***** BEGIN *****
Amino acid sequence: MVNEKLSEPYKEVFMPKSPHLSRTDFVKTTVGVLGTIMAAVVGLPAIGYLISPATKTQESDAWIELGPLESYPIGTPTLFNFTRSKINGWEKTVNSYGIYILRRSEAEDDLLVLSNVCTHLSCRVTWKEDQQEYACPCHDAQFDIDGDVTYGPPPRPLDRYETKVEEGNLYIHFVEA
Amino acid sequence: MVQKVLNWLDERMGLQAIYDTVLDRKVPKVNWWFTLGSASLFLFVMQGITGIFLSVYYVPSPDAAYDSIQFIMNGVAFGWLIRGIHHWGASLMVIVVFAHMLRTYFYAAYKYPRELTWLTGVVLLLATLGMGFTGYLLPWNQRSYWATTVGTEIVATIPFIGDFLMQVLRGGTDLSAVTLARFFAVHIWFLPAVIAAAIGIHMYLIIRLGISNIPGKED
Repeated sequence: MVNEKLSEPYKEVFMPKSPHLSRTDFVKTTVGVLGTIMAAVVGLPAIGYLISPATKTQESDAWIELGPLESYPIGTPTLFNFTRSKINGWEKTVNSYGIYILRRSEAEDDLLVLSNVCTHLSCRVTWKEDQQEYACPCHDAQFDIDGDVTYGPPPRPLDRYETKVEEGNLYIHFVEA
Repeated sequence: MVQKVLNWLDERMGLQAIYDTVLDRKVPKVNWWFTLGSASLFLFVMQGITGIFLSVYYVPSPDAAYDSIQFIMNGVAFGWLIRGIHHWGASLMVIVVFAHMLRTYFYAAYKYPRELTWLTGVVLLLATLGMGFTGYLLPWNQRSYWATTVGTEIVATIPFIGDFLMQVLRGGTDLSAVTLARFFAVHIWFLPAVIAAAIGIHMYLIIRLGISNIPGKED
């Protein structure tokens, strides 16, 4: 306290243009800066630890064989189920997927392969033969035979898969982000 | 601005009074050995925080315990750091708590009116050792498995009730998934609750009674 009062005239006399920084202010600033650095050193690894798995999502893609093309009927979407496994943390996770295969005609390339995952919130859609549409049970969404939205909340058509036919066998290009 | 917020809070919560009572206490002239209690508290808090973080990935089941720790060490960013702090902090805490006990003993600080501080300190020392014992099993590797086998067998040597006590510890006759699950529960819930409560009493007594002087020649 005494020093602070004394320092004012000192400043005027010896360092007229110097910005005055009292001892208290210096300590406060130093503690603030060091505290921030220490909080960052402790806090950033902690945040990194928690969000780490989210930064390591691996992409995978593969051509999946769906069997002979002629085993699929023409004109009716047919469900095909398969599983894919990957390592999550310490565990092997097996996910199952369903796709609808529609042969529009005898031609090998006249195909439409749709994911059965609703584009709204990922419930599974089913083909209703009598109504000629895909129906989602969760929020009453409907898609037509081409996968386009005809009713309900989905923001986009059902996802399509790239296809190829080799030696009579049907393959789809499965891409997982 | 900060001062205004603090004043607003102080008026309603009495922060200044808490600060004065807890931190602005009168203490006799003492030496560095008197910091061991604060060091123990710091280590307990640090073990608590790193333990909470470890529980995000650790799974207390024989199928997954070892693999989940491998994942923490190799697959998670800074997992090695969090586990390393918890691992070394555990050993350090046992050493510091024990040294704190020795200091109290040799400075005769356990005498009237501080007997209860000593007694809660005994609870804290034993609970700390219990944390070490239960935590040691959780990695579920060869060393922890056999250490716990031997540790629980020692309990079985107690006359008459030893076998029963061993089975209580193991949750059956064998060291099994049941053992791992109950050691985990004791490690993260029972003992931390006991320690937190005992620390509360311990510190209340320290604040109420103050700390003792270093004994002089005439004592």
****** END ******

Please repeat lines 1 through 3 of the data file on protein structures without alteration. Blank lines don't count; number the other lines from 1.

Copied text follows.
Amino acid sequence: MVNEKLSEPYKEVFMPKSPHLSRTDFVKTTVGVLGTIMAAVVGLPAIGYLISPATKTQESDAWIELGPLESYPIGTPTLFNFTRSKINGWEKTVNSYGIYILRRSEAEDDLLVLSNVCTHLSCRVTWKEDQQEYACPCHDAQFDIDGDVTYGPPPRPLDRYETKVEEGNLYIHFVEA
Amino acid sequence: MVQKVLNWLDERMGLQAIYDTVLDRKVPKVNWWFTLGSASLFLFVMQGITGIFLSVYYVPSPDAAYDSIQFIMNGVAFGWLIRGIHHWGASLMVIVVFAHMLRTYFYAAYKYPRELTWLTGVVLLLATLGMGFTGYLLPWNQRSYWATTVGTEIVATIPFIGDFLMQVLRGGTDLSAVTLARFFAVHIWFLPAVIAAAIGIHMYLIIRLGISNIPGKED
Repeated sequence: MVNEKLSEPYKEVFMPKSPHLSRTDFVKTTVGVLGTIMAAVVGLPAIGYLISPATKTQESDAWIELGPLESYPIGTPTLFNFTRSKINGWEKTVNSYGIYILRRSEAEDDLLVLSNVCTHLSCRVTWKEDQQEYACPCHDAQFDIDGDVTYGPPPRPLDRYETKVEEGNLYIHFVEA